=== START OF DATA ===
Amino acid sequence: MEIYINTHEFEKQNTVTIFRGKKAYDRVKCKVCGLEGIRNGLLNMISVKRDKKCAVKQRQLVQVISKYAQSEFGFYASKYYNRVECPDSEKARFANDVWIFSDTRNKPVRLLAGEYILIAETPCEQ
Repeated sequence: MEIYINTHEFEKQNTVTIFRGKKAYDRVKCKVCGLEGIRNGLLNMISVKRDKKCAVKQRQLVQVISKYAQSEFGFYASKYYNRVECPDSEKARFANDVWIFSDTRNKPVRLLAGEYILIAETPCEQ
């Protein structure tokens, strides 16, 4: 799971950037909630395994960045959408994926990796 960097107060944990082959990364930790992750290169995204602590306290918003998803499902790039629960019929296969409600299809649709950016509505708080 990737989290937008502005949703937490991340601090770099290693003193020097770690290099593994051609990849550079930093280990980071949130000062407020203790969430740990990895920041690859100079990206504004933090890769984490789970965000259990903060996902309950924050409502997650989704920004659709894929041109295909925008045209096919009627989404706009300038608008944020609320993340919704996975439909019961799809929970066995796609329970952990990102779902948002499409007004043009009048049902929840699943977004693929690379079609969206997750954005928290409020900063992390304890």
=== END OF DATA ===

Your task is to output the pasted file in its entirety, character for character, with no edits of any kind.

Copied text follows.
Amino acid sequence: MEIYINTHEFEKQNTVTIFRGKKAYDRVKCKVCGLEGIRNGLLNMISVKRDKKCAVKQRQLVQVISKYAQSEFGFYASKYYNRVECPDSEKARFANDVWIFSDTRNKPVRLLAGEYILIAETPCEQ
Repeated sequence: MEIYINTHEFEKQNTVTIFRGKKAYDRVKCKVCGLEGIRNGLLNMISVKRDKKCAVKQRQLVQVISKYAQSEFGFYASKYYNRVECPDSEKARFANDVWIFSDTRNKPVRLLAGEYILIAETPCEQ
């Protein structure tokens, strides 16, 4: 799971950037909630395994960045959408994926990796 960097107060944990082959990364930790992750290169995204602590306290918003998803499902790039629960019929296969409600299809649709950016509505708080 990737989290937008502005949703937490991340601090770099290693003193020097770690290099593994051609990849550079930093280990980071949130000062407020203790969430740990990895920041690859100079990206504004933090890769984490789970965000259990903060996902309950924050409502997650989704920004659709894929041109295909925008045209096919009627989404706009300038608008944020609320993340919704996975439909019961799809929970066995796609329970952990990102779902948002499409007004043009009048049902929840699943977004693929690379079609969206997750954005928290409020900063992390304890």